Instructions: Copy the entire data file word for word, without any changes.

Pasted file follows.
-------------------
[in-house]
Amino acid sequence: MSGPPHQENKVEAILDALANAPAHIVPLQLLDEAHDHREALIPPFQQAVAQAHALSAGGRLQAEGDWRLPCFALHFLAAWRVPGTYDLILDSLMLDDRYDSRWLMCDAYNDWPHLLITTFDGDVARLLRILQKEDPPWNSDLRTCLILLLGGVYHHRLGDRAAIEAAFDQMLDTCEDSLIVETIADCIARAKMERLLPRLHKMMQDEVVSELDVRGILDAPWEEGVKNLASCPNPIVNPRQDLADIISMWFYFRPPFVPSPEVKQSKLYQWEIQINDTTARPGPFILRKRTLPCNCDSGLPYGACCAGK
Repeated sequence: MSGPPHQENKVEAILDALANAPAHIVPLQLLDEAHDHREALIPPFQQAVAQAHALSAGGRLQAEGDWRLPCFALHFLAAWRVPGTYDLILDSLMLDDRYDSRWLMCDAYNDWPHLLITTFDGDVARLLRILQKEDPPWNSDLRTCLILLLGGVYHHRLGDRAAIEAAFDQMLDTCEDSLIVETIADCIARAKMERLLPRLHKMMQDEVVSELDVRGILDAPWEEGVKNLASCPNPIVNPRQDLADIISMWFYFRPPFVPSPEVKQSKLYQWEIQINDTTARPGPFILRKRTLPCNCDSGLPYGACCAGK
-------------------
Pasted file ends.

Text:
[in-house]
Amino acid sequence: MSGPPHQENKVEAILDALANAPAHIVPLQLLDEAHDHREALIPPFQQAVAQAHALSAGGRLQAEGDWRLPCFALHFLAAWRVPGTYDLILDSLMLDDRYDSRWLMCDAYNDWPHLLITTFDGDVARLLRILQKEDPPWNSDLRTCLILLLGGVYHHRLGDRAAIEAAFDQMLDTCEDSLIVETIADCIARAKMERLLPRLHKMMQDEVVSELDVRGILDAPWEEGVKNLASCPNPIVNPRQDLADIISMWFYFRPPFVPSPEVKQSKLYQWEIQINDTTARPGPFILRKRTLPCNCDSGLPYGACCAGK
Repeated sequence: MSGPPHQENKVEAILDALANAPAHIVPLQLLDEAHDHREALIPPFQQAVAQAHALSAGGRLQAEGDWRLPCFALHFLAAWRVPGTYDLILDSLMLDDRYDSRWLMCDAYNDWPHLLITTFDGDVARLLRILQKEDPPWNSDLRTCLILLLGGVYHHRLGDRAAIEAAFDQMLDTCEDSLIVETIADCIARAKMERLLPRLHKMMQDEVVSELDVRGILDAPWEEGVKNLASCPNPIVNPRQDLADIISMWFYFRPPFVPSPEVKQSKLYQWEIQINDTTARPGPFILRKRTLPCNCDSGLPYGACCAGK